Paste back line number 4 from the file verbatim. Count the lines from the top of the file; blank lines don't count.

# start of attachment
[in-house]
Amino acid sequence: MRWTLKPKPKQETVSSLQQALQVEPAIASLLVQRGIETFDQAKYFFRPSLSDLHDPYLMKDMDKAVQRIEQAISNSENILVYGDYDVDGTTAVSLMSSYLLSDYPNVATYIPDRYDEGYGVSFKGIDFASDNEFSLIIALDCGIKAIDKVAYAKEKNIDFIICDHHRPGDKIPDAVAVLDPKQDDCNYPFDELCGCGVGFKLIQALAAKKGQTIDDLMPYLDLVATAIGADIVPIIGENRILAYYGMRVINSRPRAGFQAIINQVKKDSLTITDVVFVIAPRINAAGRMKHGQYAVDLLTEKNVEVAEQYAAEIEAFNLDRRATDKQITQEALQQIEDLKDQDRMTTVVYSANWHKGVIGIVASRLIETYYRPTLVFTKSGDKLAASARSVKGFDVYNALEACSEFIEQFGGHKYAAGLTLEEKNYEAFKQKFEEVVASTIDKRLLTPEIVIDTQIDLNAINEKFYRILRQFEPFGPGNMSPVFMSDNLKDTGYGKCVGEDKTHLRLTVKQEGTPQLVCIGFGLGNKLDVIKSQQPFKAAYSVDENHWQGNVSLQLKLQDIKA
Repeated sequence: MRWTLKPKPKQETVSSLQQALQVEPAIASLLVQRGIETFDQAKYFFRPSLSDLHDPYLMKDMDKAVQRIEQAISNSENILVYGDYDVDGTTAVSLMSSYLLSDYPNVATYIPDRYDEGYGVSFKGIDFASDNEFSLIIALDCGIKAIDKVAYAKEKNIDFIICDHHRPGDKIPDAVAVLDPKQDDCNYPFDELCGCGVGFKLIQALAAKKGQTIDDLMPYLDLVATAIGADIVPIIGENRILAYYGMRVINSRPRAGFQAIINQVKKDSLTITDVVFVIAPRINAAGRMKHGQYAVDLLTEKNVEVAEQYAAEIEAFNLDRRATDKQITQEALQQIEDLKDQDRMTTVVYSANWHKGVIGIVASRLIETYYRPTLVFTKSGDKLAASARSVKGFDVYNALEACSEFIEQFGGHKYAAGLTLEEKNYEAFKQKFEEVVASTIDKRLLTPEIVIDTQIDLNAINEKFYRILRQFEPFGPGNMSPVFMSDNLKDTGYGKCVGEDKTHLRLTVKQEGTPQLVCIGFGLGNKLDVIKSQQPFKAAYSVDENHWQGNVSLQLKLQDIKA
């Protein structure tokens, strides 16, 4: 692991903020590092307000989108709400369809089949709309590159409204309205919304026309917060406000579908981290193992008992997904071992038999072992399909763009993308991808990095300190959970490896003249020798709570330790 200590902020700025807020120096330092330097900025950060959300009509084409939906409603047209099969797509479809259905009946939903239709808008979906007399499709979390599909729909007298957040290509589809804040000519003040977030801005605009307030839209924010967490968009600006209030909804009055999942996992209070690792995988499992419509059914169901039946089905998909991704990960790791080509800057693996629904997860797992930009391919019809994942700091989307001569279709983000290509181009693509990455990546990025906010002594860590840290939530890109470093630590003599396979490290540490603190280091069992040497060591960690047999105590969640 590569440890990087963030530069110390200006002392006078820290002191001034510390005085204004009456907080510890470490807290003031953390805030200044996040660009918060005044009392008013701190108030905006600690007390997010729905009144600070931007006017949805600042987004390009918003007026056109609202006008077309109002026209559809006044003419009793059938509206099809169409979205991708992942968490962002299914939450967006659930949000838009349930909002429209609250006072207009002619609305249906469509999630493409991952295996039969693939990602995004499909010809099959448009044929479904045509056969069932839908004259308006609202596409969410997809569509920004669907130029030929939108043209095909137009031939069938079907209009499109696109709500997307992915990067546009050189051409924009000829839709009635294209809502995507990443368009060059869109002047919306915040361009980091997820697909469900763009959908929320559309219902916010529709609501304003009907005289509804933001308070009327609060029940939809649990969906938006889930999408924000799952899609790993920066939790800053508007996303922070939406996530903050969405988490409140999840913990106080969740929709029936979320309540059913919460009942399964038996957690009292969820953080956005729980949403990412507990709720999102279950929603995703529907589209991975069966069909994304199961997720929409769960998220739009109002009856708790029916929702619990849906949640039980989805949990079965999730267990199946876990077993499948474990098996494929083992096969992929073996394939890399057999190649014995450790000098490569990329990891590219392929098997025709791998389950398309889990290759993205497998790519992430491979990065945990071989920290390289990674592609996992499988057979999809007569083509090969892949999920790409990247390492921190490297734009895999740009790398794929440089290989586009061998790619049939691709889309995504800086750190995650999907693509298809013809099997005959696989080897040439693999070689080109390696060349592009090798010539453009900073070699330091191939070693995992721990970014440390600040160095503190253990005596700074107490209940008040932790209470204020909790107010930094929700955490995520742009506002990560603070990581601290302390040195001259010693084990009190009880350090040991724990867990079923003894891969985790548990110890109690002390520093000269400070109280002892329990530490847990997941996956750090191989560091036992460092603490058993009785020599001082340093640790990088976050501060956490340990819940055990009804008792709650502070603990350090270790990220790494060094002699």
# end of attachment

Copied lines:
């Protein structure tokens, strides 16, 4: 692991903020590092307000989108709400369809089949709309590159409204309205919304026309917060406000579908981290193992008992997904071992038999072992399909763009993308991808990095300190959970490896003249020798709570330790 200590902020700025807020120096330092330097900025950060959300009509084409939906409603047209099969797509479809259905009946939903239709808008979906007399499709979390599909729909007298957040290509589809804040000519003040977030801005605009307030839209924010967490968009600006209030909804009055999942996992209070690792995988499992419509059914169901039946089905998909991704990960790791080509800057693996629904997860797992930009391919019809994942700091989307001569279709983000290509181009693509990455990546990025906010002594860590840290939530890109470093630590003599396979490290540490603190280091069992040497060591960690047999105590969640 590569440890990087963030530069110390200006002392006078820290002191001034510390005085204004009456907080510890470490807290003031953390805030200044996040660009918060005044009392008013701190108030905006600690007390997010729905009144600070931007006017949805600042987004390009918003007026056109609202006008077309109002026209559809006044003419009793059938509206099809169409979205991708992942968490962002299914939450967006659930949000838009349930909002429209609250006072207009002619609305249906469509999630493409991952295996039969693939990602995004499909010809099959448009044929479904045509056969069932839908004259308006609202596409969410997809569509920004669907130029030929939108043209095909137009031939069938079907209009499109696109709500997307992915990067546009050189051409924009000829839709009635294209809502995507990443368009060059869109002047919306915040361009980091997820697909469900763009959908929320559309219902916010529709609501304003009907005289509804933001308070009327609060029940939809649990969906938006889930999408924000799952899609790993920066939790800053508007996303922070939406996530903050969405988490409140999840913990106080969740929709029936979320309540059913919460009942399964038996957690009292969820953080956005729980949403990412507990709720999102279950929603995703529907589209991975069966069909994304199961997720929409769960998220739009109002009856708790029916929702619990849906949640039980989805949990079965999730267990199946876990077993499948474990098996494929083992096969992929073996394939890399057999190649014995450790000098490569990329990891590219392929098997025709791998389950398309889990290759993205497998790519992430491979990065945990071989920290390289990674592609996992499988057979999809007569083509090969892949999920790409990247390492921190490297734009895999740009790398794929440089290989586009061998790619049939691709889309995504800086750190995650999907693509298809013809099997005959696989080897040439693999070689080109390696060349592009090798010539453009900073070699330091191939070693995992721990970014440390600040160095503190253990005596700074107490209940008040932790209470204020909790107010930094929700955490995520742009506002990560603070990581601290302390040195001259010693084990009190009880350090040991724990867990079923003894891969985790548990110890109690002390520093000269400070109280002892329990530490847990997941996956750090191989560091036992460092603490058993009785020599001082340093640790990088976050501060956490340990819940055990009804008792709650502070603990350090270790990220790494060094002699």